He conjures up three slaves who, within the memory of some in Concord, lived in the woods near the road to Lincoln: Cato Ingraham, who lost his land to a speculator and whose cellar hole is now filled with sumac and goldenrod; Zilpha, a woman who sang in a loud and shrill voice as she spun linen, and whose house was set on fire by English soldiers during the war of 1812; and Brister Freeman who tended apple trees, and his wife who told fortunes. The land still shows the signs of the Stratton family. Nearer to town, the well is all that's left of Breed's house after it was burned down by mischievous boys. Another well and some lilac bushes are all that remain of people Nutting and Le Grosse.

Toward Lincoln was a potter named Wyman, and closer in time, an Irishman named Hugh Quoil, a ditcher. All that remains of these homes are dents in the earth, covered wells, and lilacs blooming next to where the doorways stood.

NOTE: In his catalogue Thoreau mentions many people, but has little to say about any of them. He speaks with less enthusiasm about each of these human beings than he did of the partridges in the chapter "Brute Neighbors." He exclaims, "Alas! how little does the memory of these human inhabitants enhance the beauty of the landscape!"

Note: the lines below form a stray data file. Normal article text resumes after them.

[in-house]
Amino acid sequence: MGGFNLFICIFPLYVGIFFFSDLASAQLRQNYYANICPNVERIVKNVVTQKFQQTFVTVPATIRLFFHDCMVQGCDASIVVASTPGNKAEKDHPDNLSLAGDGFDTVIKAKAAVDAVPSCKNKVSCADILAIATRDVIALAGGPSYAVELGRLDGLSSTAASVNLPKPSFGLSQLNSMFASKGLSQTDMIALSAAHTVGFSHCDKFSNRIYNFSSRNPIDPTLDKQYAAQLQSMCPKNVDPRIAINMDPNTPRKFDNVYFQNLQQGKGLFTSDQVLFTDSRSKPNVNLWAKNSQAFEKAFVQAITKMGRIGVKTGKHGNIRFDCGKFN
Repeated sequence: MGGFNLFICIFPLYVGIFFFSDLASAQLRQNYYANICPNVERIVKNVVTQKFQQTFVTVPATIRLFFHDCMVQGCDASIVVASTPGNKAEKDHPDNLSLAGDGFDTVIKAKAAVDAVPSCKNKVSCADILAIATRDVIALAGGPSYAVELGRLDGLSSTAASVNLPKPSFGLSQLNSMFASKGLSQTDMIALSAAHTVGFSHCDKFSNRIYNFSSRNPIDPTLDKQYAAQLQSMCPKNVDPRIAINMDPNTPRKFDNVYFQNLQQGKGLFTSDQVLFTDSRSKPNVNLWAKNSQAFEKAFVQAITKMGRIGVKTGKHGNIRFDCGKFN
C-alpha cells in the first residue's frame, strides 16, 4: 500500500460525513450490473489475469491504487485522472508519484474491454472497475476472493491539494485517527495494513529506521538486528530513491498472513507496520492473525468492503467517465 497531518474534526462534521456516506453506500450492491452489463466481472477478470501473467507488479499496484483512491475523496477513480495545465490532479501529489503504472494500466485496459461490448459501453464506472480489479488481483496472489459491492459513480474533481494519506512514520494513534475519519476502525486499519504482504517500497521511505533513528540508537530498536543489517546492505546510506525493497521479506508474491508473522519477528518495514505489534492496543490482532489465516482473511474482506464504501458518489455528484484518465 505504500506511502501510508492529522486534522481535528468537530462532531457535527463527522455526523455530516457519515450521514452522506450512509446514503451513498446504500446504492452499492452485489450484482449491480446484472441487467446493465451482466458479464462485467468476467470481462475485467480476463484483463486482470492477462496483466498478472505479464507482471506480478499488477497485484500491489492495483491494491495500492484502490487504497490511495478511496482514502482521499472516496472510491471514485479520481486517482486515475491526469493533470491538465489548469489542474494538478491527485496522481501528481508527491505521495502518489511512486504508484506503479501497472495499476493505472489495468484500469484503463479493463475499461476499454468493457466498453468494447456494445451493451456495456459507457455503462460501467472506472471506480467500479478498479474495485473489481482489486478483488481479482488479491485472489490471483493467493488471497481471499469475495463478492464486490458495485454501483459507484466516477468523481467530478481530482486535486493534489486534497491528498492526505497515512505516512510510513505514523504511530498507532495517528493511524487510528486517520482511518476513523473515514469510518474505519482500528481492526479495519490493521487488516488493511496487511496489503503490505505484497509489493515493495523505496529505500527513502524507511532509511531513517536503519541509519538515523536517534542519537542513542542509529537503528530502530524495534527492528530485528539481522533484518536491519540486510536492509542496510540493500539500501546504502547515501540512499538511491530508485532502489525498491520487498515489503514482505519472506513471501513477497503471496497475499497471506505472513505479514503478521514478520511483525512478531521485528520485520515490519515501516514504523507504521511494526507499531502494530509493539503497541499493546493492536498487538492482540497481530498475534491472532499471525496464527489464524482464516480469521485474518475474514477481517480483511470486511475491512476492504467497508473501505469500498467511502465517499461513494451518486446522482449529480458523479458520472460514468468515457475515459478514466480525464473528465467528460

You feel the degree to which Thoreau feels trapped by winter when he speaks in the beginning of the second section of the routine to which winter reduced him. You watch him following his own tracks through the snow, taking exactly the same number of steps of exactly the same length coming and going between his house and the road. He walks for miles in any weather to visit a beech tree or a yellow birch, and spends an entire afternoon watching an owl doze on a branch.

His list of winter visitors is short. It includes a farmer who comes to talk, and a poet who makes the house ring with laughter. It also includes one of "the last of the philosophers," a man who so enhanced the beauty of the landscape that "it seemed the heavens and the earth had met together." Together the hermit and the philosopher whittle "shingles of thought" or wade so "reverently" that "the fishes of thought were not scared from the stream." At last, and in the company of the philosopher, Thoreau's spirit is lifted and rises above winter. It may come as a surprise to you that in this season it is human society, not the past or nature, that is Thoreau's salvation.


From the frozen ponds Thoreau has a view of familiar landscapes that he has never seen before. He also has new and more direct routes to many places. Walden was usually bare of snow. When it was frozen it was like a yard that he could use only in winter, which was when those in the village could not use their yards.